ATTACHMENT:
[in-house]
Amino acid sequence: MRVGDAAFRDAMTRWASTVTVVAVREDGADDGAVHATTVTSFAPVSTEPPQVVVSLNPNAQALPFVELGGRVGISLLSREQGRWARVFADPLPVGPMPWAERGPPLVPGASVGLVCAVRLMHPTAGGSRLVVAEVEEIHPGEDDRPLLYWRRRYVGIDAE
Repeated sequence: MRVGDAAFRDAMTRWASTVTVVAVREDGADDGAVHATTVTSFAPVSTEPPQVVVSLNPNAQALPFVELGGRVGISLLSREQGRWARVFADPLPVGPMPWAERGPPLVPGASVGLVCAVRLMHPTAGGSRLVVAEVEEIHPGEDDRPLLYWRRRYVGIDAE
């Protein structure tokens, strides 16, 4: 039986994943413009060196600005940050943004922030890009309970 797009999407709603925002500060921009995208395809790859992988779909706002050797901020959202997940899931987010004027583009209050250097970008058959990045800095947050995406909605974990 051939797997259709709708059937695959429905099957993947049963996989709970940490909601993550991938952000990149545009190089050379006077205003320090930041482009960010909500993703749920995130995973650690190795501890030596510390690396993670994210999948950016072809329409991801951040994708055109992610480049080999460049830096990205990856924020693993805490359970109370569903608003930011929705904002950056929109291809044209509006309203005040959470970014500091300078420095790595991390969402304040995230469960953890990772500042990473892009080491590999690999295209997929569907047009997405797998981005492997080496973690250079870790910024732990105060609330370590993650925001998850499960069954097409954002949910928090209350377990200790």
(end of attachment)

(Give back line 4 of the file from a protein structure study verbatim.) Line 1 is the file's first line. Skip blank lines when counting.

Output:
């Protein structure tokens, strides 16, 4: 039986994943413009060196600005940050943004922030890009309970 797009999407709603925002500060921009995208395809790859992988779909706002050797901020959202997940899931987010004027583009209050250097970008058959990045800095947050995406909605974990 051939797997259709709708059937695959429905099957993947049963996989709970940490909601993550991938952000990149545009190089050379006077205003320090930041482009960010909500993703749920995130995973650690190795501890030596510390690396993670994210999948950016072809329409991801951040994708055109992610480049080999460049830096990205990856924020693993805490359970109370569903608003930011929705904002950056929109291809044209509006309203005040959470970014500091300078420095790595991390969402304040995230469960953890990772500042990473892009080491590999690999295209997929569907047009997405797998981005492997080496973690250079870790910024732990105060609330370590993650925001998850499960069954097409954002949910928090209350377990200790």